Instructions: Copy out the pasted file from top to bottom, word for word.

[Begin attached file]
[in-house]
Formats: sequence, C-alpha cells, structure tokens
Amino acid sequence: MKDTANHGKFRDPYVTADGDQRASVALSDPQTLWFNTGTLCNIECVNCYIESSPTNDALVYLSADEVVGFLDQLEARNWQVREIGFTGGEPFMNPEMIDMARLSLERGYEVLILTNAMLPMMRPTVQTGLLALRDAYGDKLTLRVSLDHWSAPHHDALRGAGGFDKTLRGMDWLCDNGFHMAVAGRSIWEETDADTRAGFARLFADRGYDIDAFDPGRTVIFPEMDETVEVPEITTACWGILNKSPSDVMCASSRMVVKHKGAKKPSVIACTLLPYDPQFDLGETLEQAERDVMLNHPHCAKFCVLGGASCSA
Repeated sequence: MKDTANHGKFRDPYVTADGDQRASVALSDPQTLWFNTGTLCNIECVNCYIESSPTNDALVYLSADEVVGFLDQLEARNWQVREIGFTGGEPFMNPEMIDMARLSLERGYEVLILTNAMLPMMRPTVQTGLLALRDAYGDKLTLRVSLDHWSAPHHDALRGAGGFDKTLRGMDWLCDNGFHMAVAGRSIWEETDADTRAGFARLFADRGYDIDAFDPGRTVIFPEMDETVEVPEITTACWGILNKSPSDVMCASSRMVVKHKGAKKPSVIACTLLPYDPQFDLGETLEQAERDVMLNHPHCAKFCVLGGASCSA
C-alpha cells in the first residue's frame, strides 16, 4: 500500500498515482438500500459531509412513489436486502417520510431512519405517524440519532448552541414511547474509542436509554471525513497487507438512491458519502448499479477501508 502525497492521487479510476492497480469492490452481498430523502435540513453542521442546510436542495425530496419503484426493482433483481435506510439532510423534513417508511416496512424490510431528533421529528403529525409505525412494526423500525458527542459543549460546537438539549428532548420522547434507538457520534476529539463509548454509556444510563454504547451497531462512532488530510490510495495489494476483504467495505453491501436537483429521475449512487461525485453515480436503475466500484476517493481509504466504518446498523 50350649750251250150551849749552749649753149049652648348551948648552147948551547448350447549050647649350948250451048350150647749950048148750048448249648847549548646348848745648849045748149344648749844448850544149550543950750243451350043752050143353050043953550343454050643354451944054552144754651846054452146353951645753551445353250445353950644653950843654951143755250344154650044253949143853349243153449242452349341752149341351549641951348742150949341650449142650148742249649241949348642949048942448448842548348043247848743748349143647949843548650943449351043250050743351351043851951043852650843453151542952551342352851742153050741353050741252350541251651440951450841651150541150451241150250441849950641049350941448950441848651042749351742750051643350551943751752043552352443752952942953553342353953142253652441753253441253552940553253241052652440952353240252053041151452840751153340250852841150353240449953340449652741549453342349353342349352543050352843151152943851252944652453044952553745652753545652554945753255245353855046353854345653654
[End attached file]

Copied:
[in-house]
Formats: sequence, C-alpha cells, structure tokens
Amino acid sequence: MKDTANHGKFRDPYVTADGDQRASVALSDPQTLWFNTGTLCNIECVNCYIESSPTNDALVYLSADEVVGFLDQLEARNWQVREIGFTGGEPFMNPEMIDMARLSLERGYEVLILTNAMLPMMRPTVQTGLLALRDAYGDKLTLRVSLDHWSAPHHDALRGAGGFDKTLRGMDWLCDNGFHMAVAGRSIWEETDADTRAGFARLFADRGYDIDAFDPGRTVIFPEMDETVEVPEITTACWGILNKSPSDVMCASSRMVVKHKGAKKPSVIACTLLPYDPQFDLGETLEQAERDVMLNHPHCAKFCVLGGASCSA
Repeated sequence: MKDTANHGKFRDPYVTADGDQRASVALSDPQTLWFNTGTLCNIECVNCYIESSPTNDALVYLSADEVVGFLDQLEARNWQVREIGFTGGEPFMNPEMIDMARLSLERGYEVLILTNAMLPMMRPTVQTGLLALRDAYGDKLTLRVSLDHWSAPHHDALRGAGGFDKTLRGMDWLCDNGFHMAVAGRSIWEETDADTRAGFARLFADRGYDIDAFDPGRTVIFPEMDETVEVPEITTACWGILNKSPSDVMCASSRMVVKHKGAKKPSVIACTLLPYDPQFDLGETLEQAERDVMLNHPHCAKFCVLGGASCSA
C-alpha cells in the first residue's frame, strides 16, 4: 500500500498515482438500500459531509412513489436486502417520510431512519405517524440519532448552541414511547474509542436509554471525513497487507438512491458519502448499479477501508 502525497492521487479510476492497480469492490452481498430523502435540513453542521442546510436542495425530496419503484426493482433483481435506510439532510423534513417508511416496512424490510431528533421529528403529525409505525412494526423500525458527542459543549460546537438539549428532548420522547434507538457520534476529539463509548454509556444510563454504547451497531462512532488530510490510495495489494476483504467495505453491501436537483429521475449512487461525485453515480436503475466500484476517493481509504466504518446498523 50350649750251250150551849749552749649753149049652648348551948648552147948551547448350447549050647649350948250451048350150647749950048148750048448249648847549548646348848745648849045748149344648749844448850544149550543950750243451350043752050143353050043953550343454050643354451944054552144754651846054452146353951645753551445353250445353950644653950843654951143755250344154650044253949143853349243153449242452349341752149341351549641951348742150949341650449142650148742249649241949348642949048942448448842548348043247848743748349143647949843548650943449351043250050743351351043851951043852650843453151542952551342352851742153050741353050741252350541251651440951450841651150541150451241150250441849950641049350941448950441848651042749351742750051643350551943751752043552352443752952942953553342353953142253652441753253441253552940553253241052652440952353240252053041151452840751153340250852841150353240449953340449652741549453342349353342349352543050352843151152943851252944652453044952553745652753545652554945753255245353855046353854345653654